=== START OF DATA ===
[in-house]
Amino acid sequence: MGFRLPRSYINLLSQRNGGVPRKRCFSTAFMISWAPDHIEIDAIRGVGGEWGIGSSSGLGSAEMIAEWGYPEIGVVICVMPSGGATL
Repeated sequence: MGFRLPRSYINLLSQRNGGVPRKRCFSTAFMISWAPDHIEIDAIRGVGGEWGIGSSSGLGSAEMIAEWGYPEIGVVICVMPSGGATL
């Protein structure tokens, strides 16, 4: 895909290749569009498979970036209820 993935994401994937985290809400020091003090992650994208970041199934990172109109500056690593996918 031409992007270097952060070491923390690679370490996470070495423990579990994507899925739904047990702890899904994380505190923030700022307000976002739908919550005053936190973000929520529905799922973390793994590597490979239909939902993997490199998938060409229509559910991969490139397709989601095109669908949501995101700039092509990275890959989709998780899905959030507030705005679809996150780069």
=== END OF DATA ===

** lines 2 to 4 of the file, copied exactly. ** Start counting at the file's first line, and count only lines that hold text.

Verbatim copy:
Amino acid sequence: MGFRLPRSYINLLSQRNGGVPRKRCFSTAFMISWAPDHIEIDAIRGVGGEWGIGSSSGLGSAEMIAEWGYPEIGVVICVMPSGGATL
Repeated sequence: MGFRLPRSYINLLSQRNGGVPRKRCFSTAFMISWAPDHIEIDAIRGVGGEWGIGSSSGLGSAEMIAEWGYPEIGVVICVMPSGGATL
């Protein structure tokens, strides 16, 4: 895909290749569009498979970036209820 993935994401994937985290809400020091003090992650994208970041199934990172109109500056690593996918 031409992007270097952060070491923390690679370490996470070495423990579990994507899925739904047990702890899904994380505190923030700022307000976002739908919550005053936190973000929520529905799922973390793994590597490979239909939902993997490199998938060409229509559910991969490139397709989601095109669908949501995101700039092509990275890959989709998780899905959030507030705005679809996150780069």